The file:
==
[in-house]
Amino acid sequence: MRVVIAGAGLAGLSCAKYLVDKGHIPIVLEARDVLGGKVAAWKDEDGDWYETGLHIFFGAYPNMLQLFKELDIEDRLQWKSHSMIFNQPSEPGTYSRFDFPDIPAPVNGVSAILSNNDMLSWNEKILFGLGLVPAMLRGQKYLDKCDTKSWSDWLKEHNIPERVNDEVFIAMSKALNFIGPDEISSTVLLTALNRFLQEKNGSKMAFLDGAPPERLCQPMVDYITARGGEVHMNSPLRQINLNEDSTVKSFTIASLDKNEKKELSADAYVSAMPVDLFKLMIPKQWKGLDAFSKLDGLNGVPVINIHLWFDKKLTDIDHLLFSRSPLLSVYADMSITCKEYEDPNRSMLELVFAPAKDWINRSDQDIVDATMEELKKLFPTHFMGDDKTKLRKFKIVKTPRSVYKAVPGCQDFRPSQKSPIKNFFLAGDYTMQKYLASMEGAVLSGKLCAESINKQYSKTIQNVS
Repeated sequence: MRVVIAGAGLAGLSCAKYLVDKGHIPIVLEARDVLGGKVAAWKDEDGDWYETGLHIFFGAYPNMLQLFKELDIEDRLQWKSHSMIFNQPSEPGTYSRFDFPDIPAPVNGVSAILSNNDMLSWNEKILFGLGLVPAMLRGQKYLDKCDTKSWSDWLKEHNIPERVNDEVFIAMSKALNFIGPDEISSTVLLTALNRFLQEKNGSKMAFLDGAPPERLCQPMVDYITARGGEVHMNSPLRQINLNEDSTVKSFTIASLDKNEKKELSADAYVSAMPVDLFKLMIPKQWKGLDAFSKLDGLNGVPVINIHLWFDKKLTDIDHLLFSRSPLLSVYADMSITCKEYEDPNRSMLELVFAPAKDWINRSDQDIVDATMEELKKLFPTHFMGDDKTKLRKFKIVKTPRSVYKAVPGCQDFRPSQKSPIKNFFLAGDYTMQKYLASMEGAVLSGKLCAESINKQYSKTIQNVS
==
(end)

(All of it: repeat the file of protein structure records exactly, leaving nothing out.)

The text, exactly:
[in-house]
Amino acid sequence: MRVVIAGAGLAGLSCAKYLVDKGHIPIVLEARDVLGGKVAAWKDEDGDWYETGLHIFFGAYPNMLQLFKELDIEDRLQWKSHSMIFNQPSEPGTYSRFDFPDIPAPVNGVSAILSNNDMLSWNEKILFGLGLVPAMLRGQKYLDKCDTKSWSDWLKEHNIPERVNDEVFIAMSKALNFIGPDEISSTVLLTALNRFLQEKNGSKMAFLDGAPPERLCQPMVDYITARGGEVHMNSPLRQINLNEDSTVKSFTIASLDKNEKKELSADAYVSAMPVDLFKLMIPKQWKGLDAFSKLDGLNGVPVINIHLWFDKKLTDIDHLLFSRSPLLSVYADMSITCKEYEDPNRSMLELVFAPAKDWINRSDQDIVDATMEELKKLFPTHFMGDDKTKLRKFKIVKTPRSVYKAVPGCQDFRPSQKSPIKNFFLAGDYTMQKYLASMEGAVLSGKLCAESINKQYSKTIQNVS
Repeated sequence: MRVVIAGAGLAGLSCAKYLVDKGHIPIVLEARDVLGGKVAAWKDEDGDWYETGLHIFFGAYPNMLQLFKELDIEDRLQWKSHSMIFNQPSEPGTYSRFDFPDIPAPVNGVSAILSNNDMLSWNEKILFGLGLVPAMLRGQKYLDKCDTKSWSDWLKEHNIPERVNDEVFIAMSKALNFIGPDEISSTVLLTALNRFLQEKNGSKMAFLDGAPPERLCQPMVDYITARGGEVHMNSPLRQINLNEDSTVKSFTIASLDKNEKKELSADAYVSAMPVDLFKLMIPKQWKGLDAFSKLDGLNGVPVINIHLWFDKKLTDIDHLLFSRSPLLSVYADMSITCKEYEDPNRSMLELVFAPAKDWINRSDQDIVDATMEELKKLFPTHFMGDDKTKLRKFKIVKTPRSVYKAVPGCQDFRPSQKSPIKNFFLAGDYTMQKYLASMEGAVLSGKLCAESINKQYSKTIQNVS